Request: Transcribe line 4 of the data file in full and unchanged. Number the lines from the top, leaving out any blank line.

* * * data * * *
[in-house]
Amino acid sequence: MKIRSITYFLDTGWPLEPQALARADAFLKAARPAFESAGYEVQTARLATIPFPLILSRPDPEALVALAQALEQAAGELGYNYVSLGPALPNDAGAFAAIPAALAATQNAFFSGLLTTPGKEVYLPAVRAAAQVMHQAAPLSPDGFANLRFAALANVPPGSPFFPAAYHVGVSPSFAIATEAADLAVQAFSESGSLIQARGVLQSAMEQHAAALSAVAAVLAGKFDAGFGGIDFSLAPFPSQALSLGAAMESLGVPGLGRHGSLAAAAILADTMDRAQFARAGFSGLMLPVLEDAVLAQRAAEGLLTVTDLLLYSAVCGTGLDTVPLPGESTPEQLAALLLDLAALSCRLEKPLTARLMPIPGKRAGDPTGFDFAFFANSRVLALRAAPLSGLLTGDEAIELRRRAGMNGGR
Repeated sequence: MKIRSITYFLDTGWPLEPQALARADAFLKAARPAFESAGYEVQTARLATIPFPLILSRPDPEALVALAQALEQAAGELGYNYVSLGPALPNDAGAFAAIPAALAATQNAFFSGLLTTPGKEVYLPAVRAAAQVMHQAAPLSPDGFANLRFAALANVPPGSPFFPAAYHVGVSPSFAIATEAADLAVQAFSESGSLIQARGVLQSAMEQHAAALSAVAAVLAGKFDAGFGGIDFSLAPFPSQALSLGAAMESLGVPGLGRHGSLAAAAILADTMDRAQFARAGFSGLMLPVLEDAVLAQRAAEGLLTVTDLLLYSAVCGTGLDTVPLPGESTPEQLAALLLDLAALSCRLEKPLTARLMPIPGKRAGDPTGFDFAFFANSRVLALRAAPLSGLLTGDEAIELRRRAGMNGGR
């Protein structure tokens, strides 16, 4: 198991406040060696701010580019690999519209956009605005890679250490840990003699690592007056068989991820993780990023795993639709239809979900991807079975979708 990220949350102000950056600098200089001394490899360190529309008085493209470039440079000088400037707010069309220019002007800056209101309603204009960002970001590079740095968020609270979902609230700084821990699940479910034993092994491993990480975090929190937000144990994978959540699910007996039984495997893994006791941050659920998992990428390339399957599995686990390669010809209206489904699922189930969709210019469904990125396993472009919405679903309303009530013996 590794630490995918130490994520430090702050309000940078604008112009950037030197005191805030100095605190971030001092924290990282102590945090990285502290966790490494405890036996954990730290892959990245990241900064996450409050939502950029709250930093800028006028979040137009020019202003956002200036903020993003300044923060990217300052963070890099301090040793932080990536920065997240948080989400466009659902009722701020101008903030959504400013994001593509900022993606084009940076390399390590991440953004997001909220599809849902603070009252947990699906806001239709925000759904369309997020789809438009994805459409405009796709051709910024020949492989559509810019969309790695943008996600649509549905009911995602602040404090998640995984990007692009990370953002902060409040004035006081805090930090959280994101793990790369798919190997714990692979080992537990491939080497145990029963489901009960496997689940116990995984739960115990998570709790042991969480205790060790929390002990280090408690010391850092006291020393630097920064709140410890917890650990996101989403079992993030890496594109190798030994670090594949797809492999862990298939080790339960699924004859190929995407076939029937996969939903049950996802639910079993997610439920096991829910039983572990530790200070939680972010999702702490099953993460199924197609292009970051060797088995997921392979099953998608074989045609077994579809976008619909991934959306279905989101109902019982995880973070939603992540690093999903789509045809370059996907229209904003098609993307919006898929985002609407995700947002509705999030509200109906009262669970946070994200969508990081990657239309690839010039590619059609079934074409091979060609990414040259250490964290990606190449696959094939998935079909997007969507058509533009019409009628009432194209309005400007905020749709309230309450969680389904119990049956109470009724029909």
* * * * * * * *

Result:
């Protein structure tokens, strides 16, 4: 198991406040060696701010580019690999519209956009605005890679250490840990003699690592007056068989991820993780990023795993639709239809979900991807079975979708 990220949350102000950056600098200089001394490899360190529309008085493209470039440079000088400037707010069309220019002007800056209101309603204009960002970001590079740095968020609270979902609230700084821990699940479910034993092994491993990480975090929190937000144990994978959540699910007996039984495997893994006791941050659920998992990428390339399957599995686990390669010809209206489904699922189930969709210019469904990125396993472009919405679903309303009530013996 590794630490995918130490994520430090702050309000940078604008112009950037030197005191805030100095605190971030001092924290990282102590945090990285502290966790490494405890036996954990730290892959990245990241900064996450409050939502950029709250930093800028006028979040137009020019202003956002200036903020993003300044923060990217300052963070890099301090040793932080990536920065997240948080989400466009659902009722701020101008903030959504400013994001593509900022993606084009940076390399390590991440953004997001909220599809849902603070009252947990699906806001239709925000759904369309997020789809438009994805459409405009796709051709910024020949492989559509810019969309790695943008996600649509549905009911995602602040404090998640995984990007692009990370953002902060409040004035006081805090930090959280994101793990790369798919190997714990692979080992537990491939080497145990029963489901009960496997689940116990995984739960115990998570709790042991969480205790060790929390002990280090408690010391850092006291020393630097920064709140410890917890650990996101989403079992993030890496594109190798030994670090594949797809492999862990298939080790339960699924004859190929995407076939029937996969939903049950996802639910079993997610439920096991829910039983572990530790200070939680972010999702702490099953993460199924197609292009970051060797088995997921392979099953998608074989045609077994579809976008619909991934959306279905989101109902019982995880973070939603992540690093999903789509045809370059996907229209904003098609993307919006898929985002609407995700947002509705999030509200109906009262669970946070994200969508990081990657239309690839010039590619059609079934074409091979060609990414040259250490964290990606190449696959094939998935079909997007969507058509533009019409009628009432194209309005400007905020749709309230309450969680389904119990049956109470009724029909």